Two steps towards next lithium level

Patriot Battery Metals (ASX: PMT) recently completed two definitive steps that are considered critical in the development of any project – especially for the burgeoning lithium mining sector.

The first step was releasing the maiden mineral resource estimate (MRE) for the CV5 spodumene pegmatite at the company’s 100 per cent owned Corvette Property, located in the Eeyou Istchee James Bay region of Quebec, Canada.

The MRE came in at 109.2 million tonnes at 1.42 per cent lithium oxide and 160 parts per million tantalum pentoxide inferred, at a cut-off grade of 0.40 per cent lithium oxide, for a total of 3,835,000 tonnes contained lithium carbonate equivalent – a great result.

What was more important about this ‘maiden’ MRE at CV5, however, was that, at the time, it came in as the largest lithium pegmatite mineral resource in the Americas and the eighth largest globally.

A resource of such magnitude places Patriot as a contender to provide long-term spodumene supply to the North American and European markets.

The company is confident in the potential for growth, with the resource open at both ends and to depth along a large portion of its length, providing a clear path forward for further resource expansion.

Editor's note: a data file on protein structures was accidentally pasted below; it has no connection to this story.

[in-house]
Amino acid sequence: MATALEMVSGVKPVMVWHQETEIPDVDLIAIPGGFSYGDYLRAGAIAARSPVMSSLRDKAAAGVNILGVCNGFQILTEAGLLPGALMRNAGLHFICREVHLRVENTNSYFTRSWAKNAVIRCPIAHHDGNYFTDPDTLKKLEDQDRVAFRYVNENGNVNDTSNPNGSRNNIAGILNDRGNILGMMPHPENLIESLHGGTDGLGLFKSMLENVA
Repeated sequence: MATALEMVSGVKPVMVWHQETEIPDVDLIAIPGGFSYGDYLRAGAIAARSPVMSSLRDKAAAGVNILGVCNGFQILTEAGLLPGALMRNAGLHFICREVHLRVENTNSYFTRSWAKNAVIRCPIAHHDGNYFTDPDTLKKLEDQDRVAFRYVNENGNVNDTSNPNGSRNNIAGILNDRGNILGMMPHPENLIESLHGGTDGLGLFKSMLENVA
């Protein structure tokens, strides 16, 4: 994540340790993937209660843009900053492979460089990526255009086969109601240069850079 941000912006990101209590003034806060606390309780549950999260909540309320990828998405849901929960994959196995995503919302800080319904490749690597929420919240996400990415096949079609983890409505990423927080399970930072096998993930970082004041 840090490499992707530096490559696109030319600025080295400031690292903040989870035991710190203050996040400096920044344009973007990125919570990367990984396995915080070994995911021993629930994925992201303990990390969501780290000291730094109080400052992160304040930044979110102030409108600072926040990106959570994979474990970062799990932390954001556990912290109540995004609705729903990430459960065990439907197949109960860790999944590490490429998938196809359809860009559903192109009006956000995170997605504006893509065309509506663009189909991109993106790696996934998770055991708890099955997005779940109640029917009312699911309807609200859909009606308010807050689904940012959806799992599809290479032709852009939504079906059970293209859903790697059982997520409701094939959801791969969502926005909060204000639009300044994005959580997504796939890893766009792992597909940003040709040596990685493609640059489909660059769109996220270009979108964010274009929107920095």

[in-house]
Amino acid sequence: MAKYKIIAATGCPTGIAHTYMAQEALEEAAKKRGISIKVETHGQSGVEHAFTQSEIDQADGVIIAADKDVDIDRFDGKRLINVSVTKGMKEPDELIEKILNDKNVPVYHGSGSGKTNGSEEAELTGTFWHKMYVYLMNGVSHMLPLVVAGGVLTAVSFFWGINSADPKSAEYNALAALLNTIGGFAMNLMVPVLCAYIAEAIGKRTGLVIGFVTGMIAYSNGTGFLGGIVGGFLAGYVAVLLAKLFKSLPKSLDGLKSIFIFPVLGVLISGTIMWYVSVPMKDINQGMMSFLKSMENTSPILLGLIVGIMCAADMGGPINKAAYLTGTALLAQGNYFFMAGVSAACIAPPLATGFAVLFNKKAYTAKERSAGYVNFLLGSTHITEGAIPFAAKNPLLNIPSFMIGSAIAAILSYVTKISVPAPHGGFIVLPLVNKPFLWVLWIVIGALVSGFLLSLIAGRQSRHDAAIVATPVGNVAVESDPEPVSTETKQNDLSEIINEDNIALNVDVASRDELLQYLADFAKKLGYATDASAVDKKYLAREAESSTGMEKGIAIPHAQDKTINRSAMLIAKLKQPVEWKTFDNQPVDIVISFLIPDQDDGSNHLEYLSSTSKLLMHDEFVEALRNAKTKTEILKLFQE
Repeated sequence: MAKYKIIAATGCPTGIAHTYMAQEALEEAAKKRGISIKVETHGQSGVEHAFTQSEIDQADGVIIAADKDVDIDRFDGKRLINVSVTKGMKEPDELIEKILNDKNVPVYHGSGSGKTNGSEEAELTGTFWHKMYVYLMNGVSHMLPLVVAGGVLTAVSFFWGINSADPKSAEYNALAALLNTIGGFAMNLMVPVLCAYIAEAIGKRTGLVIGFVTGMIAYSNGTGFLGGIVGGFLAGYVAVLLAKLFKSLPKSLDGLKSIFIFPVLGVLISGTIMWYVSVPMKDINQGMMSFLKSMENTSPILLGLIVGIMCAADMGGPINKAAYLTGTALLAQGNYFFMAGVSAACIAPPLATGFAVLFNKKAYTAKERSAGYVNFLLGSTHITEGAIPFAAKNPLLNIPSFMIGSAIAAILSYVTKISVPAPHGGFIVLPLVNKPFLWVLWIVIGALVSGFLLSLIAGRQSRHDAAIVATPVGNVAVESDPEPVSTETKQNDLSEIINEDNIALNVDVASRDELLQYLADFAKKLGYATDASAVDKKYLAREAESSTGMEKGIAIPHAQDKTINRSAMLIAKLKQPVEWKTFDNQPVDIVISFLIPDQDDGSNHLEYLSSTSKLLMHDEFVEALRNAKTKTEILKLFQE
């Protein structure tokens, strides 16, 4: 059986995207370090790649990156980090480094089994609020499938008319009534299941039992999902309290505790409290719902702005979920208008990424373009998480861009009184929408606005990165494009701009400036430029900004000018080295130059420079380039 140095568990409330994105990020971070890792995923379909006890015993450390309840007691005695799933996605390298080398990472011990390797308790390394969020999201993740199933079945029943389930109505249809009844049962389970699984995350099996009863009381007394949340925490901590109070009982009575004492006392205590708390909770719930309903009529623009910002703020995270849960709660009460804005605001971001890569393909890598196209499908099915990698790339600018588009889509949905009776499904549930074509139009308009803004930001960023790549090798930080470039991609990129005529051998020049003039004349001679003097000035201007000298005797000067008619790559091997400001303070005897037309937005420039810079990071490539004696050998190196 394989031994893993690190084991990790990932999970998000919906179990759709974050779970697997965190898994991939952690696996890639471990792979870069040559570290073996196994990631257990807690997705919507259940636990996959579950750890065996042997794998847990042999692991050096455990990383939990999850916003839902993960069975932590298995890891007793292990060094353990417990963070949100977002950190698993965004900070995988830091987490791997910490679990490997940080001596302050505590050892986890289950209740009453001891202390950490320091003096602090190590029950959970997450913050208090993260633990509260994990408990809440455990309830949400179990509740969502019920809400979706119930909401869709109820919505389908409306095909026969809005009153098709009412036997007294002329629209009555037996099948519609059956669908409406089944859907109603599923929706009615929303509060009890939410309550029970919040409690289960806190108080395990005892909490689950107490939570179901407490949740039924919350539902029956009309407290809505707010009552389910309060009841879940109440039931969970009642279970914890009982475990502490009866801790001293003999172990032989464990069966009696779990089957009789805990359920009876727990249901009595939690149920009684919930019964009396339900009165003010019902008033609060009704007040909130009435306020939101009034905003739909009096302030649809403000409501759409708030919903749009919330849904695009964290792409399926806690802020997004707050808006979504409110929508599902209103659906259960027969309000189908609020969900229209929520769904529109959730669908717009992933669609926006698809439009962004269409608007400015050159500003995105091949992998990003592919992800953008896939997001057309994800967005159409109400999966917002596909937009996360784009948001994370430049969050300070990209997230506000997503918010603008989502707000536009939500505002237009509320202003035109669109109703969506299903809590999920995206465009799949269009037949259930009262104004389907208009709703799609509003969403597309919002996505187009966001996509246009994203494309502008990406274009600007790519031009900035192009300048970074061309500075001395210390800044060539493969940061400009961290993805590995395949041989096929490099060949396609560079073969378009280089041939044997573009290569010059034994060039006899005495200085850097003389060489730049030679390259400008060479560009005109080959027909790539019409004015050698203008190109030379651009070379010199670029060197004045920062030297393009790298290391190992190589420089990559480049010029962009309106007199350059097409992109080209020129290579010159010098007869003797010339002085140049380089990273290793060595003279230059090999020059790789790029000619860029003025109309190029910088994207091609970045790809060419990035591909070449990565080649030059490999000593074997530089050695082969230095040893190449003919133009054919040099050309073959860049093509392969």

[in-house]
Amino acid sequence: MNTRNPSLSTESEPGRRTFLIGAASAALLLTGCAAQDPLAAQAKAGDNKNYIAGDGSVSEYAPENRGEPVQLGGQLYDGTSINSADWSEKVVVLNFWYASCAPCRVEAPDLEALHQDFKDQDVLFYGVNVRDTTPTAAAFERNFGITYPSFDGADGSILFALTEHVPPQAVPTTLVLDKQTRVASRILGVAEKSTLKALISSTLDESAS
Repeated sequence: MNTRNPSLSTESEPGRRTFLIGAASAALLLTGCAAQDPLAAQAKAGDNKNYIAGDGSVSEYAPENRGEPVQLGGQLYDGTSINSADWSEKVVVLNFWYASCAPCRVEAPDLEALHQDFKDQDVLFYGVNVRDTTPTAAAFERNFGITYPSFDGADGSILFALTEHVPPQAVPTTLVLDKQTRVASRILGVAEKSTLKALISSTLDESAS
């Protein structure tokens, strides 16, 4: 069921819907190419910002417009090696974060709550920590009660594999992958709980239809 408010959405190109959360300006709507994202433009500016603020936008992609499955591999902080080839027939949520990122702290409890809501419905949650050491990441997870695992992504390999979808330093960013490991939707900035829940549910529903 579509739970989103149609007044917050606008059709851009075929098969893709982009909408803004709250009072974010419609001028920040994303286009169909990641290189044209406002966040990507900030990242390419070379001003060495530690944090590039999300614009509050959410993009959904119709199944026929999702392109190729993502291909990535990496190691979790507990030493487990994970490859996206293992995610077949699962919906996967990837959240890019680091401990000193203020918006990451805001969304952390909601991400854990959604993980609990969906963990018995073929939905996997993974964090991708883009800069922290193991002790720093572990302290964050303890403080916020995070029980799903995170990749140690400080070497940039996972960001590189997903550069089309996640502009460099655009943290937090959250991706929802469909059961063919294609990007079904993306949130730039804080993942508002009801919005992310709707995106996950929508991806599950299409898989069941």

Multiple known spodumene pegmatite clusters that are yet to be drilled have tested more than 20 kilometres of prospective trends – making the future look tempting, indeed.

The second step was a C$109-million strategic investment and memorandum of understanding with Albemarle Corporation, a global leader in transforming essential resources into critical ingredients to meet the demands of the modern world.

‘The deal with Albemarle is a culmination of downstream industry engagement to establish what is required in the supply chain in America, and how we can become an essential part of that train,’ says Patriot Battery Metals Non-Executive Chairman and Director Ken Brinsden.

‘China obviously leads the way at present, and there is a good deal of catching up to do by the West in terms of construction of facilities, such as the mines, chemical plants and battery plants.

‘We realised we need to get these conversations happening sooner rather than later to ensure that when the mines are ready, the chemical plants are [also] ready.’

Patriot Metals believes the deal with Albemarle can cast the company in a leading role in building the required front end of the lithium chemicals supply chain in North America and Europe over the coming years.

‘Having a large-scale resource that is highly concentrated in the one body means we can underwrite the $2–3-billion chemical plants that are required to get a product of sufficient volume and quality into the market,’ Brinsden says.

‘Having substantial resources is important, as you must be around for decades to pay for the infrastructure.’ 

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